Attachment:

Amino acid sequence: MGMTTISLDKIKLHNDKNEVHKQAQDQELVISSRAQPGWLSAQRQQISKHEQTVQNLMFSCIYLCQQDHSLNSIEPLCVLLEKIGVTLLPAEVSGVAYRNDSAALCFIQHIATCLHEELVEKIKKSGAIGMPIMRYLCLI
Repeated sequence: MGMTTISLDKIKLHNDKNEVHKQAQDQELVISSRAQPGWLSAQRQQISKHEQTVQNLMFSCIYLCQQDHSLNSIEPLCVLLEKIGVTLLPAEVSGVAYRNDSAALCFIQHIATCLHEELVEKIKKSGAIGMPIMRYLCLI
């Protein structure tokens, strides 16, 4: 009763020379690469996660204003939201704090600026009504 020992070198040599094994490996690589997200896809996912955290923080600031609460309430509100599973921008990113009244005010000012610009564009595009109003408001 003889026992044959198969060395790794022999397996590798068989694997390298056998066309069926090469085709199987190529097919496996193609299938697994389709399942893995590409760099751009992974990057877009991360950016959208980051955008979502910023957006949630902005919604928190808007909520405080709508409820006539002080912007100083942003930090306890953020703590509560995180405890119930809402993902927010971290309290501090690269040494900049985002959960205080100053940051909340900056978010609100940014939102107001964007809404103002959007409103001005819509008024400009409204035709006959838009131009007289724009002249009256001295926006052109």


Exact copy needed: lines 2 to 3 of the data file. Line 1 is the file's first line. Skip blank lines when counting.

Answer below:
Repeated sequence: MGMTTISLDKIKLHNDKNEVHKQAQDQELVISSRAQPGWLSAQRQQISKHEQTVQNLMFSCIYLCQQDHSLNSIEPLCVLLEKIGVTLLPAEVSGVAYRNDSAALCFIQHIATCLHEELVEKIKKSGAIGMPIMRYLCLI
């Protein structure tokens, strides 16, 4: 009763020379690469996660204003939201704090600026009504 020992070198040599094994490996690589997200896809996912955290923080600031609460309430509100599973921008990113009244005010000012610009564009595009109003408001 003889026992044959198969060395790794022999397996590798068989694997390298056998066309069926090469085709199987190529097919496996193609299938697994389709399942893995590409760099751009992974990057877009991360950016959208980051955008979502910023957006949630902005919604928190808007909520405080709508409820006539002080912007100083942003930090306890953020703590509560995180405890119930809402993902927010971290309290501090690269040494900049985002959960205080100053940051909340900056978010609100940014939102107001964007809404103002959007409103001005819509008024400009409204035709006959838009131009007289724009002249009256001295926006052109």